Antique Print of Büdingen by Braun & Hogenberg (1617)

  • Condition: Fair, age-related toning and soiling. Few marginal defects. Latin text on verso, please study image carefully.
  • Date: 1617
  • Overall size: 53 x 42 cm.
  • Image size: 48 x 30 cm.

€ 210,50($ 247.74 / £ 192.21)

Description: Antique map titled 'Bingen'. Bird's eye-view of Büdingen, Germany. The view shows a city surrounded by vineyards and well fortified with walls and moats. On the right is the castle with its keep. Seen from a high viewpoint in the south, the houses in the city are shown crowded together, with the late Gothic church of St Mary standing out in the middle. The figures in the foreground are a reference to the status of the city: the burgher woman with a hood is shown in accordance with her standing with ruff and full-length skirt, but her apron indicates that she is hard working. The maids, with their skirts tucked up for work and carrying the harvest on their heads, symbolize the fertility of the soil, while the men carrying a prong-hoe and an axe represent the toil in the fields. This print originates from 'Theatri praecipuarum Totius Mundi Urbium'.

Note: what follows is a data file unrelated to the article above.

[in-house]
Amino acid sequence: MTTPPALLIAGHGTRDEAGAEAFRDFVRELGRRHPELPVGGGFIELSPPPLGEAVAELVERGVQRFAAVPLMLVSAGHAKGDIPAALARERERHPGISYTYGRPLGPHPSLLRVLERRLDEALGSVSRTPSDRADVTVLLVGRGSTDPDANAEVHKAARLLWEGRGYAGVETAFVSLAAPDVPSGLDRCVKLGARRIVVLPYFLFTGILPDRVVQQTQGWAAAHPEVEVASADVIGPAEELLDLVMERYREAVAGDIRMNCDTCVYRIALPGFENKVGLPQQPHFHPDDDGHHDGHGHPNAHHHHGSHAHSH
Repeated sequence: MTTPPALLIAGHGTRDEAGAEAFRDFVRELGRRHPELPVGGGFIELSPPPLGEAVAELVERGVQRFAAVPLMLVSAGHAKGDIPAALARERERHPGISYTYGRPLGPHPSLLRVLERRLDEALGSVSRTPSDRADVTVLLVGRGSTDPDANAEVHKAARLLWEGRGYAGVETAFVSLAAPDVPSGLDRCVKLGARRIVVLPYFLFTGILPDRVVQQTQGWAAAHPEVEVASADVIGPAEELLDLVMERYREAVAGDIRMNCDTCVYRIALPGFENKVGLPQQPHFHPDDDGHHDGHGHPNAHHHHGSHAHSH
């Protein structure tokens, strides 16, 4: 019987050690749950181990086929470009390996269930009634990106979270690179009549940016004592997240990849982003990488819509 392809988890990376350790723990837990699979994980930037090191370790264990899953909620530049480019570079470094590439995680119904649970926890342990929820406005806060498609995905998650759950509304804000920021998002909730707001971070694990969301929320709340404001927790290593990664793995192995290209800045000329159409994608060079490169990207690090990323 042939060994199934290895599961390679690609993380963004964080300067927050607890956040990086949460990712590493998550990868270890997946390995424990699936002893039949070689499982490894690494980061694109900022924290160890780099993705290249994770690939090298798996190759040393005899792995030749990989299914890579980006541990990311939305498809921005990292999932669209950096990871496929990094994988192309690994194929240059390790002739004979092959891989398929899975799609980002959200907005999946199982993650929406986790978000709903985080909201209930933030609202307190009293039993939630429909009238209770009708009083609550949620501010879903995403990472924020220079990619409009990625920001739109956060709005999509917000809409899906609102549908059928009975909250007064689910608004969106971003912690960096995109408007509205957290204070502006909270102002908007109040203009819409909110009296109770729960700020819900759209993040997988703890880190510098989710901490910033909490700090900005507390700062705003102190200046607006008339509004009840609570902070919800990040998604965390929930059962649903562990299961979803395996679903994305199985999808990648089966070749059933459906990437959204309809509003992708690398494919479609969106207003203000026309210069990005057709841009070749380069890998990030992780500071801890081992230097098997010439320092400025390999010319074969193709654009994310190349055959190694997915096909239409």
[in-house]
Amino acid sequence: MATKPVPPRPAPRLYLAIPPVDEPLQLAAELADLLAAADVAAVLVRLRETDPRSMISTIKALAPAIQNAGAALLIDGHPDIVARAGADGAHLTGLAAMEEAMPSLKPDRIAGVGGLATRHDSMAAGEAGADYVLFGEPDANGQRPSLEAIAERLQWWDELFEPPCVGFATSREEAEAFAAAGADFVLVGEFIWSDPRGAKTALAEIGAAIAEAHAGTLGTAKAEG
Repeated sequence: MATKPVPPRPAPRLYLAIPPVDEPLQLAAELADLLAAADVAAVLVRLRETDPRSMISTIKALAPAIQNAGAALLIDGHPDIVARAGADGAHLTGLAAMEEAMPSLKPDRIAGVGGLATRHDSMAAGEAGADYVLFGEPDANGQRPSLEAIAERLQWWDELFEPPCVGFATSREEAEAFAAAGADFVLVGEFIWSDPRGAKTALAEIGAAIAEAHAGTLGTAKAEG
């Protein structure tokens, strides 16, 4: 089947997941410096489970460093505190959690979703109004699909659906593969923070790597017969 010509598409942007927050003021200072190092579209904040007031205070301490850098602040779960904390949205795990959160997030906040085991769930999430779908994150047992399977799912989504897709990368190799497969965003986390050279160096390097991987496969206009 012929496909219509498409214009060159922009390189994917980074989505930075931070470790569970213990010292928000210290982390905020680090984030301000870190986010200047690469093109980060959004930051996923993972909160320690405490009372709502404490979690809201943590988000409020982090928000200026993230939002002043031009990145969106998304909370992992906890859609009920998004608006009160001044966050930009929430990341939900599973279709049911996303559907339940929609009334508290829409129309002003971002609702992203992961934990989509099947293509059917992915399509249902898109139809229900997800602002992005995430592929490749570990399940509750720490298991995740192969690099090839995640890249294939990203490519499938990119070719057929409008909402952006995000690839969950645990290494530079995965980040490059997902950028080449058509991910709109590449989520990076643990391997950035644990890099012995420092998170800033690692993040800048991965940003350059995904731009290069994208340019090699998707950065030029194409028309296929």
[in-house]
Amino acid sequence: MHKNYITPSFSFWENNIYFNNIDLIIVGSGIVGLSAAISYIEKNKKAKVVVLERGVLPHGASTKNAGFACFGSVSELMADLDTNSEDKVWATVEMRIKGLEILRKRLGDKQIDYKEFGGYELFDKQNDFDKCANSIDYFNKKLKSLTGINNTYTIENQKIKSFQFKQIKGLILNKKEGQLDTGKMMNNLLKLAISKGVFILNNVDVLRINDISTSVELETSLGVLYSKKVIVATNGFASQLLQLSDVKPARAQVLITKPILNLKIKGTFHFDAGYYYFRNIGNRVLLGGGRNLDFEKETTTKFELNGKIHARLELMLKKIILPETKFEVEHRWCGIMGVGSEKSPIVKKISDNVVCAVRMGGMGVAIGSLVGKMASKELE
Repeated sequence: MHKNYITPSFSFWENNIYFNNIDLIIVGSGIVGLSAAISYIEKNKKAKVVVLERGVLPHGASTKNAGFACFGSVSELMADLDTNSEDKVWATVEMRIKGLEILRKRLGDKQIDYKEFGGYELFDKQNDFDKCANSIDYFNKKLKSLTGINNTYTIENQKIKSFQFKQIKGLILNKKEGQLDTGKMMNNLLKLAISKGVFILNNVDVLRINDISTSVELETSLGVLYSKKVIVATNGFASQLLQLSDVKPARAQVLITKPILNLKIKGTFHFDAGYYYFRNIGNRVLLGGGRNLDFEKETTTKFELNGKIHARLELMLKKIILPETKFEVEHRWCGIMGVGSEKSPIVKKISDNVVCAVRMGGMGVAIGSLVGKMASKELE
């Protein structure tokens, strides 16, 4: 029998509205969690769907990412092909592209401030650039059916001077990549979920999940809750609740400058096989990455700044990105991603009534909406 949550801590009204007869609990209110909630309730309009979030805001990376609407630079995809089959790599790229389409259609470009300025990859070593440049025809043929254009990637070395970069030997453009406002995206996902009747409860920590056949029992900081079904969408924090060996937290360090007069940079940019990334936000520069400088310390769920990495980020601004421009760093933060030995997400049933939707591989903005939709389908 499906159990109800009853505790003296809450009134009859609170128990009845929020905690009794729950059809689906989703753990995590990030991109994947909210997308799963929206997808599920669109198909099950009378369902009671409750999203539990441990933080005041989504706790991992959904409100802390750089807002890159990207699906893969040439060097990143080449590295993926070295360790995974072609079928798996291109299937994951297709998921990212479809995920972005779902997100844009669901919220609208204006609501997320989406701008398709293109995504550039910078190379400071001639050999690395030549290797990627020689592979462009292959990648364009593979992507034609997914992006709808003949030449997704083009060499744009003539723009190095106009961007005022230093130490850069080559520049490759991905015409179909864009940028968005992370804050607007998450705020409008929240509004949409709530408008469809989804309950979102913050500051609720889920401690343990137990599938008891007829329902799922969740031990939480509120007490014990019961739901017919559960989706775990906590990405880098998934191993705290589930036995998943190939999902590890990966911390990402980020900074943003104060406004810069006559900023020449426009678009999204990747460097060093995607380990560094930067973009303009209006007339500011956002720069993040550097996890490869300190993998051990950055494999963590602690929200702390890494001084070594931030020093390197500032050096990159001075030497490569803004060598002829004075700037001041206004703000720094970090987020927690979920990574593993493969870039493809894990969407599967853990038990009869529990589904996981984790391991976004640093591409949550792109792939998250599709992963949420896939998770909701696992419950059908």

Artists and Engravers: Georg Braun (1542-1622), a German publisher and Frans Hogenberg issued the famous six volume town book "Civitates Orbis Terrarum" between 1572 and 1618. The volumes originally published in Latin, follow by German and French translations. Franz Hogenberg (1533-1588) was the son of a Munich engraver who settled in Malines. He engraved most of the plates for Ortelius' Theatrum and the majority of those in the Civitates, and may have been responsible for originating the project. Worked and died in Cologne/Germany. He was a prolific copper engraver and etching artist of maps and town views. In cooperation with Georg Braun he created the first four volumes of the Civitates Orbis Terrarum in 1572.